Here in Michigan, we may never experience the devastation of a hurricane or earthquake, but we do get a smattering of severe weather, including tornadoes. Natural disasters, though, only make up a small percentage of disasters. Hardware failures cause the most disasters, with human errors (deleting files, improper shutdown, spilled soda, etc.) comprising the next largest percentage of computer downtime and data loss disasters.
The businesses in the 65% group realized, at some point, that they needed to have a way to prevent or recover from these episodes. In general, these companies follow, to some degree, the following steps:
- Create a policy statement for disaster recovery, including reasons, goals, resources, etc.
- Conduct a business impact analysis to determine which systems are most vital to the organization and who are the key personnel in the organization that need to be involved.
- Identify preventative measures – how can a disaster be avoided?
- Develop a strategy for recovering from a disaster.
- Develop a plan.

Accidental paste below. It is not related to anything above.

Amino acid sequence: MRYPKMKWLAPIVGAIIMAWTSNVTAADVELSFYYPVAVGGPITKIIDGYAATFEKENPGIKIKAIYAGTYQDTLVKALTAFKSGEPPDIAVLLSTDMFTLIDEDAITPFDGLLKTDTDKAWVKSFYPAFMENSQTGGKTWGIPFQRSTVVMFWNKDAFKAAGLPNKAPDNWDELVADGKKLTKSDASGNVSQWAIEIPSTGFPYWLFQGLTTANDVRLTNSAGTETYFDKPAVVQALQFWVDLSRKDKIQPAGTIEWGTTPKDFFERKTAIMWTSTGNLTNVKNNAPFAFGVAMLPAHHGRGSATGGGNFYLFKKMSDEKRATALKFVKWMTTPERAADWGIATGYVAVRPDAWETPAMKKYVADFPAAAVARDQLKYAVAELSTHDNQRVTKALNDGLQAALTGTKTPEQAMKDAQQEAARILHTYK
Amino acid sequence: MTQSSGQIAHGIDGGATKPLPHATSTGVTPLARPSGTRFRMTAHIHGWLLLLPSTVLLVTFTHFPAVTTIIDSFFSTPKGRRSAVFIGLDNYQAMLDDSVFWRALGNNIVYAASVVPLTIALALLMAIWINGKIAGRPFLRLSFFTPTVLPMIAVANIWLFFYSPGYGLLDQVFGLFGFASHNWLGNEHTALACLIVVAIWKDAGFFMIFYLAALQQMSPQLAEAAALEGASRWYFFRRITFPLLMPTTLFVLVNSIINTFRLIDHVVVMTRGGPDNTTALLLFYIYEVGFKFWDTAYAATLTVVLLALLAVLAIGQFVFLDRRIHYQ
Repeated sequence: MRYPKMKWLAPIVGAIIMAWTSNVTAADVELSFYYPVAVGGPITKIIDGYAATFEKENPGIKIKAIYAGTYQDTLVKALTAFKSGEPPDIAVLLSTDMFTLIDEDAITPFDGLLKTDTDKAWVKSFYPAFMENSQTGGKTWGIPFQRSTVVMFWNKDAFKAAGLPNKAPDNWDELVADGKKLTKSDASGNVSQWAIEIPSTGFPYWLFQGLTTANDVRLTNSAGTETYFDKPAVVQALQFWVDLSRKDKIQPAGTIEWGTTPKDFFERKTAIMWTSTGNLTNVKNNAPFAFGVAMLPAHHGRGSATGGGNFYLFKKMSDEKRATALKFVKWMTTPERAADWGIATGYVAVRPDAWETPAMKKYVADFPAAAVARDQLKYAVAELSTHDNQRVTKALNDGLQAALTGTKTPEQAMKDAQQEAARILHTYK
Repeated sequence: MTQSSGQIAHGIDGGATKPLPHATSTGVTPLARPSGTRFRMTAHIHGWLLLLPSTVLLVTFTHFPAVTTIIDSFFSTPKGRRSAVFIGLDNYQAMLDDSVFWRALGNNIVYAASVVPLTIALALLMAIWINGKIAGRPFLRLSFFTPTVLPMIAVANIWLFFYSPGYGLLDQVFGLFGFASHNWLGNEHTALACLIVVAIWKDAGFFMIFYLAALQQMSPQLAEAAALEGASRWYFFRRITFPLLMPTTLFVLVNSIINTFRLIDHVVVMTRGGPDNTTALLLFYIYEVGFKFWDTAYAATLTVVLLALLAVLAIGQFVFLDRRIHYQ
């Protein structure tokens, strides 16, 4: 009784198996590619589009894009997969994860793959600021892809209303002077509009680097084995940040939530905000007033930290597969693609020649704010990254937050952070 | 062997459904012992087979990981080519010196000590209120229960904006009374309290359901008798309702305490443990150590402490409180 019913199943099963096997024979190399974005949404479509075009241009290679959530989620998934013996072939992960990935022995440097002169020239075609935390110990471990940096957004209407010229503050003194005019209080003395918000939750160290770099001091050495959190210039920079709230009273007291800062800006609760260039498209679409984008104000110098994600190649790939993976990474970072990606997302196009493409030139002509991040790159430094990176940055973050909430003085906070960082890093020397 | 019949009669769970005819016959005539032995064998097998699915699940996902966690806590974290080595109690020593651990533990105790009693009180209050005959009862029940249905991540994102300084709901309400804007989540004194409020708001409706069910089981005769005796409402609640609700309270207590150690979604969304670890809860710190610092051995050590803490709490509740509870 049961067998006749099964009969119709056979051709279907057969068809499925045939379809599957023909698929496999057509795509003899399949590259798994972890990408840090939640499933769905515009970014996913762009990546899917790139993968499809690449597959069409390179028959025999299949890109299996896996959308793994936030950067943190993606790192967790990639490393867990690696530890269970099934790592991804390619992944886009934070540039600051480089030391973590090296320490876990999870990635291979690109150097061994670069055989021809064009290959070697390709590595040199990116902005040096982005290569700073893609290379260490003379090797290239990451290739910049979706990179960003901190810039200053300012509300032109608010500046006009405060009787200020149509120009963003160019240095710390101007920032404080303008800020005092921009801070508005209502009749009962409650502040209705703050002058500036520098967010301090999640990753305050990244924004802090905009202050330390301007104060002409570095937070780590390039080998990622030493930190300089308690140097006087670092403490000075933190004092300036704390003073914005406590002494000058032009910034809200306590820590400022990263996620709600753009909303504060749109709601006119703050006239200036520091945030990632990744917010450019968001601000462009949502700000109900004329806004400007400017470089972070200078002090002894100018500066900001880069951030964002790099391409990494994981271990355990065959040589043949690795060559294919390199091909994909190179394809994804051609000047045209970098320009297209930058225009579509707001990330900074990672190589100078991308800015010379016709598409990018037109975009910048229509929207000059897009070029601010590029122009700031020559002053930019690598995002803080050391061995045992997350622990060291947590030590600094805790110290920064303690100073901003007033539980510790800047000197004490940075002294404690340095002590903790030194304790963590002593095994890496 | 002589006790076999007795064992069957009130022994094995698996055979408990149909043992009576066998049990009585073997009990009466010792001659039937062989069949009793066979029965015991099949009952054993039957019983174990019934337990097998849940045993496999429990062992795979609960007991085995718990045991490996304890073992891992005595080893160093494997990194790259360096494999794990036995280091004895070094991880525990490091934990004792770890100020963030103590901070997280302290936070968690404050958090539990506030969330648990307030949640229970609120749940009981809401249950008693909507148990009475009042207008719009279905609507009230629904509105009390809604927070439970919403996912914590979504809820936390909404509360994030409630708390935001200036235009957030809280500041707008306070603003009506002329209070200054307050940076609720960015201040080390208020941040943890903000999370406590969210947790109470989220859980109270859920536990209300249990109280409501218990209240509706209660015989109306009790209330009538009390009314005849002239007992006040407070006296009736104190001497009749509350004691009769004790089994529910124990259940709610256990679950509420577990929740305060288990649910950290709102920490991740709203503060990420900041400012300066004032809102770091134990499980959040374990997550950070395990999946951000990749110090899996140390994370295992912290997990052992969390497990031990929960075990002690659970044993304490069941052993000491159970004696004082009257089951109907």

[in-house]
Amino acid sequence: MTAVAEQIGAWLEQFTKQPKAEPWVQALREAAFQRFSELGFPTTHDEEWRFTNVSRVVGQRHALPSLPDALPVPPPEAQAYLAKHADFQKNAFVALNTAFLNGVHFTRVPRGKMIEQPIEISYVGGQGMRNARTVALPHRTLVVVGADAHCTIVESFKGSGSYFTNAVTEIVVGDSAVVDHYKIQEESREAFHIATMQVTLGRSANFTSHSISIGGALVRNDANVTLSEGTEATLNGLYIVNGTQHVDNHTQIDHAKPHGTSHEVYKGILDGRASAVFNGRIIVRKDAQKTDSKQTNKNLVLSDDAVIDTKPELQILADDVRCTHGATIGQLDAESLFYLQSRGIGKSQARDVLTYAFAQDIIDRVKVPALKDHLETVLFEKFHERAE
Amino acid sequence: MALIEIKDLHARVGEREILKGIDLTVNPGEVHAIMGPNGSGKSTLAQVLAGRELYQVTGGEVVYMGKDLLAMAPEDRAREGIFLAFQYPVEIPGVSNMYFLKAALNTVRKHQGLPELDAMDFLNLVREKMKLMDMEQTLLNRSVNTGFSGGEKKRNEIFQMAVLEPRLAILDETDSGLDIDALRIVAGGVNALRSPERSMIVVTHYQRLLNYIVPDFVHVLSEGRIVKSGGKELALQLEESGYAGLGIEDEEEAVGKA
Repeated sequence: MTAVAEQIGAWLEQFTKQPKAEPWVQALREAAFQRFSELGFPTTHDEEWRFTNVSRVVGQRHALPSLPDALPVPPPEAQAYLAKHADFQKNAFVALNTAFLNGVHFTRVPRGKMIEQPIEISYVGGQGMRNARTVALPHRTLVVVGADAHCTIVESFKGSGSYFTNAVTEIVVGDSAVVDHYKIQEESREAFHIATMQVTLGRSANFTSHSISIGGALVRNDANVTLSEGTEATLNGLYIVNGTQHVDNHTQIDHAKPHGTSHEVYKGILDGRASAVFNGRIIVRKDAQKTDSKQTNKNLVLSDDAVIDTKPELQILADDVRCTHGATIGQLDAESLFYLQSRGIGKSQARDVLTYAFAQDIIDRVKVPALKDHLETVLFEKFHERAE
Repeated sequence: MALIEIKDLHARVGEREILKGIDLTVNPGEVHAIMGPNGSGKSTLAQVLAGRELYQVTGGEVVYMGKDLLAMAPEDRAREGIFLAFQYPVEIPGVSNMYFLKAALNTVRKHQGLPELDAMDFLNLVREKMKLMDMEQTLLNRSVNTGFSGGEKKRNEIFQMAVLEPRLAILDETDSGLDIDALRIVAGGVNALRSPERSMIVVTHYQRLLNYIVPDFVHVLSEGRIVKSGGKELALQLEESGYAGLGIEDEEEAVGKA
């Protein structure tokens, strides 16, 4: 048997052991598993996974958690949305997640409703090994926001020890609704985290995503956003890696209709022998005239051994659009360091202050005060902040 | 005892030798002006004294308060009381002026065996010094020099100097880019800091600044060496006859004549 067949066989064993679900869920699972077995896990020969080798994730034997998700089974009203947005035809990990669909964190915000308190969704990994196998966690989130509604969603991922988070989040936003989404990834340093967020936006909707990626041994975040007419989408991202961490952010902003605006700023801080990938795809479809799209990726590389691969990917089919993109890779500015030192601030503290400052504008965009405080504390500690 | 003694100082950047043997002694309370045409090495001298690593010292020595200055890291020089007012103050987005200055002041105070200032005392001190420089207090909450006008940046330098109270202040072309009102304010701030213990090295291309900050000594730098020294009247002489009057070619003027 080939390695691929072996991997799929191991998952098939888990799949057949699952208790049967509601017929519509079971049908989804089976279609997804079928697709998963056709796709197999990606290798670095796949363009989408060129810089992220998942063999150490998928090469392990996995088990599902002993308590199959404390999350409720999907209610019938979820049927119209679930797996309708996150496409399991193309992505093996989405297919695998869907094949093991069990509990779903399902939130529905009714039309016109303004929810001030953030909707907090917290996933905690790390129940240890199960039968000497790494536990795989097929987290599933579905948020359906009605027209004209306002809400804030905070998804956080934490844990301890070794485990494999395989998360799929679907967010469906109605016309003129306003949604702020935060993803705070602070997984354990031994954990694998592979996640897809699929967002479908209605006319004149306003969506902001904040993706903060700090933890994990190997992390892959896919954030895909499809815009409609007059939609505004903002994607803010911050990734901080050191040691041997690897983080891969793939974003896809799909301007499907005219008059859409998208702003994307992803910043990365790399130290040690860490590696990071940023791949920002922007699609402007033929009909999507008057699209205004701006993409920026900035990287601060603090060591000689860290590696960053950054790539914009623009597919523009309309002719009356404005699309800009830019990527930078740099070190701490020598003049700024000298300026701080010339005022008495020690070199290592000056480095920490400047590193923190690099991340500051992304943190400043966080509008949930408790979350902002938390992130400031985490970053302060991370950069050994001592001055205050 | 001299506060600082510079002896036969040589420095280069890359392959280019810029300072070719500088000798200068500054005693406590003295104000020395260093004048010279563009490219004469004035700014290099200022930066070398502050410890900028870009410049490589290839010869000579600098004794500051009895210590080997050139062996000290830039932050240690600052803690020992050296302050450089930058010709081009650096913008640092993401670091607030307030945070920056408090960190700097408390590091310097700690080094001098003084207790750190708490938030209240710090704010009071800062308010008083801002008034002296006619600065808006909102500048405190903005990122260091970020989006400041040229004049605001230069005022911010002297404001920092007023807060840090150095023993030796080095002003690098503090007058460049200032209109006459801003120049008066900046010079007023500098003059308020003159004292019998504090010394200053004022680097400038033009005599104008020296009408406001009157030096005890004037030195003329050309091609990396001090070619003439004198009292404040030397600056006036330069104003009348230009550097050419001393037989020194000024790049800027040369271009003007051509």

- Test the plan and train personnel – without doing this, what is the point?
- Maintain the plan, because technology and situations change frequently.
The moral of this story is an ounce of prevention is worth a pound of cure. Yes, putting safety measures in place will cost money. Yes, putting these plans in place may take time. But, in the end, if your company experiences a disaster, you will know exactly how to react, resume operations and minimize the financial impact.
As solid backup plan, including off-site data storage, is an essential part of a distaster plan. Acme Data’s remote backup service can solve two problems in a single process:
- Automated backups – no need to worry about leaving enough time at the end of your busy day to “squeeze” in your backups.
- Off-site storage of data – The backups are stored on Acme Data’s remote backup server at a in a data center, which is a restricted, secured location.
Typically, these two steps occur like this:
- Somebody in the office must remember to change the tape, CD or DVD on the PC to be backed up.
- The backup utility runs, writing the data to the tape, CD or DVD. If the backup is too large to fit on one tape, CD or DVD, then somebody must be present to change the media.
- The backup is then verified (most people do not do this step).
- Once finished, the tape, CD or DVD is then taken off-site (maybe). Oftentimes, the media is “secured” by storing it in a drawer or a box within a few inches of the PC. If the backup media IS taken off-site, it is usually taken home by the boss or the office manager. For other companies, the media is picked up by a storage company once each day or week (this wastes a lot of energy!).
Which scenario sounds the most efficient and secure?
Think about that, and then come to Acme Data’s website and take the data risk survey to find out if your data is at risk!